One of the most grown-up review sites around

54,928 reviews
and more.. and still writing ...

Search MusicWeb Here



International mailing

Founder: Len Mullenger                                    Editor in Chief:John Quinn             

Some items
to consider


paid for

Acte Prealable Polish recordings

Forgotten Recordings
Forgotten Recordings
All Forgotten Records Reviews

Troubadisc Weinberg- TROCD01450

100th birthday of Mieczyslaw Weinberg on December 8, 2019.
Renate Eggbrecht has recorded all 3 violin Sonatas
All Troubadisc reviews

FOGHORN Classics

Brahms String Quartets

All Foghorn Reviews

All HDTT reviews

Salon Treasures from the Max Jaffa Library



Follow us on Twitter

Subscribe to our free weekly review listing

Sample: See what you will get

Editorial Board
MusicWeb International
Founding Editor
Rob Barnett
Editor in Chief
John Quinn
Contributing Editor
Ralph Moore
Seen & Heard
Editor Emeritus
   Bill Kenny
MusicWeb Webmaster
   David Barker
Jonathan Woolf
MusicWeb Founder
   Len Mullenger


Discs for review may be sent to:
Jonathan Woolf
76 Lushes Road
Essex IG10 3QB
United Kingdom



Advertising on

Donate and keep us afloat


New Releases

Naxos Classical
All Naxos reviews

Chandos recordings
All Chandos reviews

Hyperion recordings
All Hyperion reviews

Foghorn recordings
All Foghorn reviews

Troubadisc recordings
All Troubadisc reviews

all Bridge reviews

all cpo reviews

Divine Art recordings
Click to see New Releases
Get 10% off using code musicweb10
All Divine Art reviews

Eloquence recordings
All Eloquence reviews

Lyrita recordings
All Lyrita Reviews


Wyastone New Releases
Obtain 10% discount

Recordings of the Month

July 2022

John Luther Adams Houses of the Wind
John Luther Adams
Houses of the Wind

Horneman Alladin
Horneman Alladin

Stojowski piano concertos
Piano Concertos 1 & 2

Vaughan Williams on Brass

Yi Lin Jiang - Dualis I

June 2022

Beethoven Sonatas 29, 32

Orchestral Works

String Quartets Vol 1




CD: MDT AmazonUK AmazonUS

Richard STRAUSS (1864-1949)
Josephs-Legende - ballet pantomime op.63 (1914) [61:05]
Orchester der Bayerischen Staatsoper München/Robert Heger
rec. 1952, venue unspecified
ACANTA 233593 [61:05]

Experience Classicsonline

Lovers of Strauss’s music at its most lush and voluptuous have, over the years, unaccountably neglected Josephs-Legende. Its strange description as a “ballet pantomime” – suggesting, perhaps, something essentially frivolous or inconsequential – cannot have helped its cause. Just as likely to have deterred widespread interest before, say, the 1970s at the earliest would have been the perception that the way it treated its subject matter was, at the very least, morally questionable.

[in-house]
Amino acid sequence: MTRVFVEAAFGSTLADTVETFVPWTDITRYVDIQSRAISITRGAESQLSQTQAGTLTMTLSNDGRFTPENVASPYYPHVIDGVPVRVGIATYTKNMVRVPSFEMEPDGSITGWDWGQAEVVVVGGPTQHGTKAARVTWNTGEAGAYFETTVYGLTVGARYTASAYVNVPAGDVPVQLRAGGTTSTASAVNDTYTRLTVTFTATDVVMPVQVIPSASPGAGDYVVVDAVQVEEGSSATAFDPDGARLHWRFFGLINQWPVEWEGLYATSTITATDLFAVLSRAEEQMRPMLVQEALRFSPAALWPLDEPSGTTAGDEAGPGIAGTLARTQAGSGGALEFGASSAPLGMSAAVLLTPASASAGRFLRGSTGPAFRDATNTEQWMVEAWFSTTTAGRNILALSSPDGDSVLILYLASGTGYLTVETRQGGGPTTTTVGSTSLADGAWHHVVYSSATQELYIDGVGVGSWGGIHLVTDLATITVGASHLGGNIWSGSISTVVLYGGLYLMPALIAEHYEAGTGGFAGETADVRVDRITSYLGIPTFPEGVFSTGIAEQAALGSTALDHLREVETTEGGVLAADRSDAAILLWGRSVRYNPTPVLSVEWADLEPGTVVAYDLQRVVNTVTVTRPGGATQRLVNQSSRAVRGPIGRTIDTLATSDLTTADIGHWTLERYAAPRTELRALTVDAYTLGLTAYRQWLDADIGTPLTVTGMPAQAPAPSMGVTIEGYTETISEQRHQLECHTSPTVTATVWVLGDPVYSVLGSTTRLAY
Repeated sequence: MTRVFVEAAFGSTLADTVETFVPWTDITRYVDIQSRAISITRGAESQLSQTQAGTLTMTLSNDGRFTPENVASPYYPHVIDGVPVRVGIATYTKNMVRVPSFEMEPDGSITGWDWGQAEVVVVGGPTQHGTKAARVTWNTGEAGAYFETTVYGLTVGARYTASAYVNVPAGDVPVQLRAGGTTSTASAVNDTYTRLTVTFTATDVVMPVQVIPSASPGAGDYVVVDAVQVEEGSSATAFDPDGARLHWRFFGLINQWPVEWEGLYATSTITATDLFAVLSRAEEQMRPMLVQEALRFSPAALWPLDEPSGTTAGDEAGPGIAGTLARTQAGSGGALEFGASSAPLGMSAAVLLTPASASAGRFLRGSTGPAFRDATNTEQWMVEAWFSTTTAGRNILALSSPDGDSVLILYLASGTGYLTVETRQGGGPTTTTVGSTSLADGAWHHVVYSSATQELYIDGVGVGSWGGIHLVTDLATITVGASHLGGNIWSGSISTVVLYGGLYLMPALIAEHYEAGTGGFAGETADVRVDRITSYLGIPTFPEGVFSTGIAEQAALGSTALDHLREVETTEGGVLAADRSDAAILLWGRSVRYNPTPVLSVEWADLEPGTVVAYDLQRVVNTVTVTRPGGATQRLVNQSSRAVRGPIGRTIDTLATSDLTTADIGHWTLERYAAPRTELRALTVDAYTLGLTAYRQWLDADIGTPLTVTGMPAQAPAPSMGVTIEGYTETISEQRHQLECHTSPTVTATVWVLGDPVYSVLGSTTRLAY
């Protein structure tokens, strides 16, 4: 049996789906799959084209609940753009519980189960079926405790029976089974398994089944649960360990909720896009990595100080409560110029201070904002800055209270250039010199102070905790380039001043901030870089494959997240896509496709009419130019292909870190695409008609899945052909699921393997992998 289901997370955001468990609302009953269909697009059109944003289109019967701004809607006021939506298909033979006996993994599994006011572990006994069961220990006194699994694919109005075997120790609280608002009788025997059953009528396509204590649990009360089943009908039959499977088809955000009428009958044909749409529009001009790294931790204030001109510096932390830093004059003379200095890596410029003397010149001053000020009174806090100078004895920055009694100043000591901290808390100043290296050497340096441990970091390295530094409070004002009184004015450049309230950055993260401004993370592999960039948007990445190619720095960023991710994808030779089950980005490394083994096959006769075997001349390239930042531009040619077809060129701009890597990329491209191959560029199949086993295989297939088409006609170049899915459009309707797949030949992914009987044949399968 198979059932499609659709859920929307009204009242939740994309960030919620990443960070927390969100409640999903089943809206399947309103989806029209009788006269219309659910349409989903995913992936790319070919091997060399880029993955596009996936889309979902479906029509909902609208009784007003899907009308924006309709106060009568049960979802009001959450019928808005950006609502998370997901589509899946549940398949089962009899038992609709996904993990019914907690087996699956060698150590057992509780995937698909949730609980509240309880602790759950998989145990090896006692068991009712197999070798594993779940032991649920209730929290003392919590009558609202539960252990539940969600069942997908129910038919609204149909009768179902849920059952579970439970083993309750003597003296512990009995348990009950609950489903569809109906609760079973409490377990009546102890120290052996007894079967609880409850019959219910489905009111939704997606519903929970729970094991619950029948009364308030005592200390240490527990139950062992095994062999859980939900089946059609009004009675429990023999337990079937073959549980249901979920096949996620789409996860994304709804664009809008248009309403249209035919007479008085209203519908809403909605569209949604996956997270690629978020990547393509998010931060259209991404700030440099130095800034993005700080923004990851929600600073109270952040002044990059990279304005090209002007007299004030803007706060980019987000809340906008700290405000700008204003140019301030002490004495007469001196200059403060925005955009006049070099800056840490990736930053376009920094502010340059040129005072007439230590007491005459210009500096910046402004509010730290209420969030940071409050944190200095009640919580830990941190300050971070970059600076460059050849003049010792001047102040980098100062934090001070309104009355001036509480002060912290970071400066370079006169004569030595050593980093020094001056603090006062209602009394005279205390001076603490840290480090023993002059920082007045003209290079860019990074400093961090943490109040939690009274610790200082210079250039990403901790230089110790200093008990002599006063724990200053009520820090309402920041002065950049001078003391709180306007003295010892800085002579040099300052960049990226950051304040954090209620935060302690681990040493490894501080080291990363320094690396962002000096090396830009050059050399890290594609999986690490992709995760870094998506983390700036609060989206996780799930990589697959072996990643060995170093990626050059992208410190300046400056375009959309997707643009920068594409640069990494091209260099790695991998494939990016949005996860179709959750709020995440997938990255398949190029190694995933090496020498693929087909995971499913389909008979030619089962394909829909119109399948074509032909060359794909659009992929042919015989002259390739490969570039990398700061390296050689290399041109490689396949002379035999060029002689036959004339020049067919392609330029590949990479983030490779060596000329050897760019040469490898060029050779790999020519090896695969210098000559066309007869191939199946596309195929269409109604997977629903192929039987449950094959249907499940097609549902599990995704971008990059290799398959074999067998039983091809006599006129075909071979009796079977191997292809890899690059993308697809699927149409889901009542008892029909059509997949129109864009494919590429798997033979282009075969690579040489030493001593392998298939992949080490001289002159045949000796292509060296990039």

Josephs-Legende was ostensibly based on the biblical tale of young Joseph – he of the Technicolor Dream Coat – and his rectitude in overcoming sexual temptation. In reality, however, it provided its co-author, the German bon vivant and libertine Harry Graf Kessler (1868-1937) with an opportunity to share his scarcely-concealed S&M fantasies and his taste for blatantly homo-erotic subject matter. While Cecil B. De Mille could just about get away with that sort of sacred/secular titillation, Josephs-Legende indulges its psychosexual flights of fancy just a little too blatantly and, as a consequence, it paid the penalty in less liberal times than our own. A good flavour of its erotic sensibilities and of the score’s lyricism and full-blooded passion may be had in an extract from a Hamburg Ballet production here.
As far as I am aware, Mengelberg never touched Josephs-Legende and although Strauss’s long-time champion Beecham performed it several times in 1914, he seems not to have done so thereafter. Neither were there any recordings from such mid-century Strauss luminaries as Reiner, Szell, Böhm or Karajan. Rudolf Kempe, it is true, recorded the composer’s much-abbreviated later revision for reduced forces – Strauss called it a “symphonic fragment” – but one suspects that it was merely in order to complete his traversal of the composer’s orchestral canon.